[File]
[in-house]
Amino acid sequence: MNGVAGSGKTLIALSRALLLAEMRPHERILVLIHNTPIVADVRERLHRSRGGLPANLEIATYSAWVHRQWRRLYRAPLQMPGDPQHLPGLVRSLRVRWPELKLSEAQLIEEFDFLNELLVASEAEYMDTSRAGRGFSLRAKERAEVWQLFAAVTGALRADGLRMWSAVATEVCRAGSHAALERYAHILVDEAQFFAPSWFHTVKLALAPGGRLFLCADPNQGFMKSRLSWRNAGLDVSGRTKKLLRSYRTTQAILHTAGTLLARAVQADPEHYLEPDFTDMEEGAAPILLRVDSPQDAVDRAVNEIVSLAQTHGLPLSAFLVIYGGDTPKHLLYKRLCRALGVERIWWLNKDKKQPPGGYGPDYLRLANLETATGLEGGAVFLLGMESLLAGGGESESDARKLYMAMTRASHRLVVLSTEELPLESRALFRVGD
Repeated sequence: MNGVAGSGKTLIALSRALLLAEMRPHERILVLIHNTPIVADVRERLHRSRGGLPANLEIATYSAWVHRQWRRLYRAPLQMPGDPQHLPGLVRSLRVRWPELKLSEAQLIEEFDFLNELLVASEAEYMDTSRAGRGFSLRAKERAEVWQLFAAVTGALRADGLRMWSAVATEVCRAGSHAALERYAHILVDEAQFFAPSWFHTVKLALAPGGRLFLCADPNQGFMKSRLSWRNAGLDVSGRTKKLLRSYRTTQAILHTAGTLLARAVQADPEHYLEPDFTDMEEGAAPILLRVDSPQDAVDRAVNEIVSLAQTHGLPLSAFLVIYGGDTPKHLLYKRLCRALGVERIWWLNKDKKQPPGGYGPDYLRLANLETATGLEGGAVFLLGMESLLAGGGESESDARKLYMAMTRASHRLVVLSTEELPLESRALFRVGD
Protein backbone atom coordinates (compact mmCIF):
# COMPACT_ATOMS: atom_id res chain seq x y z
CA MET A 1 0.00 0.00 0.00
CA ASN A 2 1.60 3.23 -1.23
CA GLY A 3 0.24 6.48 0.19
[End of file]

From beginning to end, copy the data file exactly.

[in-house]
Amino acid sequence: MNGVAGSGKTLIALSRALLLAEMRPHERILVLIHNTPIVADVRERLHRSRGGLPANLEIATYSAWVHRQWRRLYRAPLQMPGDPQHLPGLVRSLRVRWPELKLSEAQLIEEFDFLNELLVASEAEYMDTSRAGRGFSLRAKERAEVWQLFAAVTGALRADGLRMWSAVATEVCRAGSHAALERYAHILVDEAQFFAPSWFHTVKLALAPGGRLFLCADPNQGFMKSRLSWRNAGLDVSGRTKKLLRSYRTTQAILHTAGTLLARAVQADPEHYLEPDFTDMEEGAAPILLRVDSPQDAVDRAVNEIVSLAQTHGLPLSAFLVIYGGDTPKHLLYKRLCRALGVERIWWLNKDKKQPPGGYGPDYLRLANLETATGLEGGAVFLLGMESLLAGGGESESDARKLYMAMTRASHRLVVLSTEELPLESRALFRVGD
Repeated sequence: MNGVAGSGKTLIALSRALLLAEMRPHERILVLIHNTPIVADVRERLHRSRGGLPANLEIATYSAWVHRQWRRLYRAPLQMPGDPQHLPGLVRSLRVRWPELKLSEAQLIEEFDFLNELLVASEAEYMDTSRAGRGFSLRAKERAEVWQLFAAVTGALRADGLRMWSAVATEVCRAGSHAALERYAHILVDEAQFFAPSWFHTVKLALAPGGRLFLCADPNQGFMKSRLSWRNAGLDVSGRTKKLLRSYRTTQAILHTAGTLLARAVQADPEHYLEPDFTDMEEGAAPILLRVDSPQDAVDRAVNEIVSLAQTHGLPLSAFLVIYGGDTPKHLLYKRLCRALGVERIWWLNKDKKQPPGGYGPDYLRLANLETATGLEGGAVFLLGMESLLAGGGESESDARKLYMAMTRASHRLVVLSTEELPLESRALFRVGD
Protein backbone atom coordinates (compact mmCIF):
# COMPACT_ATOMS: atom_id res chain seq x y z
CA MET A 1 0.00 0.00 0.00
CA ASN A 2 1.60 3.23 -1.23
CA GLY A 3 0.24 6.48 0.19